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Is a Refund Anticipation Loan worth it?

"Not all RALs [tax refund anticipation loans] are scams, but the lenders behind them often use unfair practices to target the poor," warns Joshua Zimmelman, president of Westwood Tax & Consulting in Rockville Centre.   Credit: Getty Images/iStockphoto/Dan Rentea


Some people filed their 2018 taxes as soon as they got their W2s. Then they head to the mailbox every day, hoping this is the day their refund check arrives.

Other folks though, choose not to wait and instead get a refund anticipation loan, or RAL, a loan based on what they expect to receive from Uncle Sam that is repaid when they get their refund.

Is an RAL a lifesaver?

“Taking short-term loans against tax refunds is not the most prudent practice. The short-term costs can be quite high, so unless you are in a serious bind, avoid it,” says Alex Shvarts, founder of FundKite, a Manhattan company that provides funding for small businesses.

If you still want such a loan, just know that you could be charged a higher-than-typical average interest rate. And you want to be leery of scammers.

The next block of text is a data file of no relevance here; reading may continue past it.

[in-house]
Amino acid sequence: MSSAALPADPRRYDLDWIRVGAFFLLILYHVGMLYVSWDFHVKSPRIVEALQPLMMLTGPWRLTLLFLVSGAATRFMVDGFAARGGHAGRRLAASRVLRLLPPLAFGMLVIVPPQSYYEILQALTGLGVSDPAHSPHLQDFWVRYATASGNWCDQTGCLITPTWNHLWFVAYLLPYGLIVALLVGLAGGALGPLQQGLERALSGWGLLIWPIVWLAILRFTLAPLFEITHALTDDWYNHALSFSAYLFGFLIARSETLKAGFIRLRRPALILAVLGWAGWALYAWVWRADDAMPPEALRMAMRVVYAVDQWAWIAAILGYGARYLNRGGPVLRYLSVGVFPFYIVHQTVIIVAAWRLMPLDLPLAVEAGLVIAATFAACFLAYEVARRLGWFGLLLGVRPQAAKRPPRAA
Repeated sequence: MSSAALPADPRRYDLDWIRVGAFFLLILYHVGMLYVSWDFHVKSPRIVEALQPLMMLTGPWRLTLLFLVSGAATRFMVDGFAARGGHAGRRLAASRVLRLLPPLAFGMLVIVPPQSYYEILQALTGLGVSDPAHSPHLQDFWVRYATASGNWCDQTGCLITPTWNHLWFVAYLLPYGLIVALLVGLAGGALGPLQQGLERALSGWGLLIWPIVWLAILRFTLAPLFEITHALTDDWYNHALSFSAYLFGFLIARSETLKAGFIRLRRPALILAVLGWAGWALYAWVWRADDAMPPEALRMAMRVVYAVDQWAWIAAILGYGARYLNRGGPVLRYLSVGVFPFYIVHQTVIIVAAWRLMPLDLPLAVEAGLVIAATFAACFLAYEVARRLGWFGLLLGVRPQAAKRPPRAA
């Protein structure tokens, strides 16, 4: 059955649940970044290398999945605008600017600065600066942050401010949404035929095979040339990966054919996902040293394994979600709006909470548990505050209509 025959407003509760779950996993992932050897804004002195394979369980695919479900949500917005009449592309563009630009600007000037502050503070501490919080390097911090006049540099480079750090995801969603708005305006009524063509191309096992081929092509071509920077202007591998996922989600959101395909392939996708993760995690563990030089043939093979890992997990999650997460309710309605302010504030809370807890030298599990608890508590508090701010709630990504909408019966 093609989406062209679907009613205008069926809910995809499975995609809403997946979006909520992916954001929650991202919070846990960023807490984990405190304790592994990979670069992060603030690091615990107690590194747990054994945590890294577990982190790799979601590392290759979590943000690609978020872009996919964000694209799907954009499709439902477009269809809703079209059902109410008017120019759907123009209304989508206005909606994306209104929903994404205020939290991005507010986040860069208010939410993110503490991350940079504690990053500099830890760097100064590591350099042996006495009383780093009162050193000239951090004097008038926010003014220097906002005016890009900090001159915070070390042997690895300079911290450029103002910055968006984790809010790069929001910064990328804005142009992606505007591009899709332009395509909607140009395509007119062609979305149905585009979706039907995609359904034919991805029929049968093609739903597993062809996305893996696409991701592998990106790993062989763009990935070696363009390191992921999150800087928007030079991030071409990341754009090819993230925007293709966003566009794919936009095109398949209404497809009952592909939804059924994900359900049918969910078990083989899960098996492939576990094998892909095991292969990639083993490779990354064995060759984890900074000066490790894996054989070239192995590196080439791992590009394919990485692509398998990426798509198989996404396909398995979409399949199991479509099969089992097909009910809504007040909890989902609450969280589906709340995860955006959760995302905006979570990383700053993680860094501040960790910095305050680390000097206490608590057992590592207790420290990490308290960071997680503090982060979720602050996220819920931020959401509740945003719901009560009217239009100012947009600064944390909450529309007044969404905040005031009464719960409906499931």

“Not all RALs are scams, but the lenders behind them often use unfair practices to target the poor," warns Joshua Zimmelman, president of Westwood Tax & Consulting in Rockville Centre.

"Some lenders might persuade people to take out an RAL by convincing them that their refund is going to take longer to arrive than is true,” he added.

Know what you’re getting into

“Sometimes people don’t realize they’re taking out a loan at all and think it’s an advance on their refund, only to be surprised by high interest fees later on,” says Zimmelman.

What’s the rush? Many taxpayers, especially those e-filing, will receive their refunds relatively quickly. Says Zimmelman, “If you do decide to sign up for an RAL, make sure the lender provides you with all the information on fees and interest rates, and that they are appropriate and worth it.”

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